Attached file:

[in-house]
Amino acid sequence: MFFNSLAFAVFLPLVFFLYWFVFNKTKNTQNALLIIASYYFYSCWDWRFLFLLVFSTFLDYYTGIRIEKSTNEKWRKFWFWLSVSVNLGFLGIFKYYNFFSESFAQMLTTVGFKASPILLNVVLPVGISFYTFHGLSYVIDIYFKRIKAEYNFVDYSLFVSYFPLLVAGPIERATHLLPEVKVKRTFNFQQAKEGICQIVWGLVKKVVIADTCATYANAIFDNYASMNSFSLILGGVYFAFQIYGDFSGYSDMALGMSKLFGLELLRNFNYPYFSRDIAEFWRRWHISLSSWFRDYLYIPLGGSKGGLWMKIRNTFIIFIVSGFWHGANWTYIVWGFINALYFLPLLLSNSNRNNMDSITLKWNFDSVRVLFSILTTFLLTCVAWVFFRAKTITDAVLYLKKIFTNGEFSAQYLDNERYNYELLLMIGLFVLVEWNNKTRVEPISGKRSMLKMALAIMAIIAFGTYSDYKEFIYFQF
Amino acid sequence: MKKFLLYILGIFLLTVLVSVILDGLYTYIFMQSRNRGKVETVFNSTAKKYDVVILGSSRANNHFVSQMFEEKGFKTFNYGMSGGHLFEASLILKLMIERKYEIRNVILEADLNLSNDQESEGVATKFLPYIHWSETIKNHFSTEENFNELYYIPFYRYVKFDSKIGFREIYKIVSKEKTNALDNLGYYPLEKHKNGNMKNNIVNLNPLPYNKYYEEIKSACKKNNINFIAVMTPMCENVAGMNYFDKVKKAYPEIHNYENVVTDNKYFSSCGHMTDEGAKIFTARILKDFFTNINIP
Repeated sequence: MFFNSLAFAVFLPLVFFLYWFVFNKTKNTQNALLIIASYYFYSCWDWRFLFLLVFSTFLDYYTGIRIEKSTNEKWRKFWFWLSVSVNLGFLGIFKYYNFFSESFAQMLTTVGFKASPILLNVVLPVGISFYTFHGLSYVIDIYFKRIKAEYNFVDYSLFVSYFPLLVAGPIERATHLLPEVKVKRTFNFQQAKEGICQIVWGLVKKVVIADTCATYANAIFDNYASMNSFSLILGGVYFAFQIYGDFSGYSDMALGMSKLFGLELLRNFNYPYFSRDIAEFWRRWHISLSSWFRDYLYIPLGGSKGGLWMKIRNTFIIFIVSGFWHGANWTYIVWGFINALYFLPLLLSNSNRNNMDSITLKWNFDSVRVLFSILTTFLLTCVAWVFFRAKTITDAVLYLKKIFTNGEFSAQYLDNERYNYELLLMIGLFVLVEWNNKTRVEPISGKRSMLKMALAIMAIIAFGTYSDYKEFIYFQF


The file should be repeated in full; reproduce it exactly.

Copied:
[in-house]
Amino acid sequence: MFFNSLAFAVFLPLVFFLYWFVFNKTKNTQNALLIIASYYFYSCWDWRFLFLLVFSTFLDYYTGIRIEKSTNEKWRKFWFWLSVSVNLGFLGIFKYYNFFSESFAQMLTTVGFKASPILLNVVLPVGISFYTFHGLSYVIDIYFKRIKAEYNFVDYSLFVSYFPLLVAGPIERATHLLPEVKVKRTFNFQQAKEGICQIVWGLVKKVVIADTCATYANAIFDNYASMNSFSLILGGVYFAFQIYGDFSGYSDMALGMSKLFGLELLRNFNYPYFSRDIAEFWRRWHISLSSWFRDYLYIPLGGSKGGLWMKIRNTFIIFIVSGFWHGANWTYIVWGFINALYFLPLLLSNSNRNNMDSITLKWNFDSVRVLFSILTTFLLTCVAWVFFRAKTITDAVLYLKKIFTNGEFSAQYLDNERYNYELLLMIGLFVLVEWNNKTRVEPISGKRSMLKMALAIMAIIAFGTYSDYKEFIYFQF
Amino acid sequence: MKKFLLYILGIFLLTVLVSVILDGLYTYIFMQSRNRGKVETVFNSTAKKYDVVILGSSRANNHFVSQMFEEKGFKTFNYGMSGGHLFEASLILKLMIERKYEIRNVILEADLNLSNDQESEGVATKFLPYIHWSETIKNHFSTEENFNELYYIPFYRYVKFDSKIGFREIYKIVSKEKTNALDNLGYYPLEKHKNGNMKNNIVNLNPLPYNKYYEEIKSACKKNNINFIAVMTPMCENVAGMNYFDKVKKAYPEIHNYENVVTDNKYFSSCGHMTDEGAKIFTARILKDFFTNINIP
Repeated sequence: MFFNSLAFAVFLPLVFFLYWFVFNKTKNTQNALLIIASYYFYSCWDWRFLFLLVFSTFLDYYTGIRIEKSTNEKWRKFWFWLSVSVNLGFLGIFKYYNFFSESFAQMLTTVGFKASPILLNVVLPVGISFYTFHGLSYVIDIYFKRIKAEYNFVDYSLFVSYFPLLVAGPIERATHLLPEVKVKRTFNFQQAKEGICQIVWGLVKKVVIADTCATYANAIFDNYASMNSFSLILGGVYFAFQIYGDFSGYSDMALGMSKLFGLELLRNFNYPYFSRDIAEFWRRWHISLSSWFRDYLYIPLGGSKGGLWMKIRNTFIIFIVSGFWHGANWTYIVWGFINALYFLPLLLSNSNRNNMDSITLKWNFDSVRVLFSILTTFLLTCVAWVFFRAKTITDAVLYLKKIFTNGEFSAQYLDNERYNYELLLMIGLFVLVEWNNKTRVEPISGKRSMLKMALAIMAIIAFGTYSDYKEFIYFQF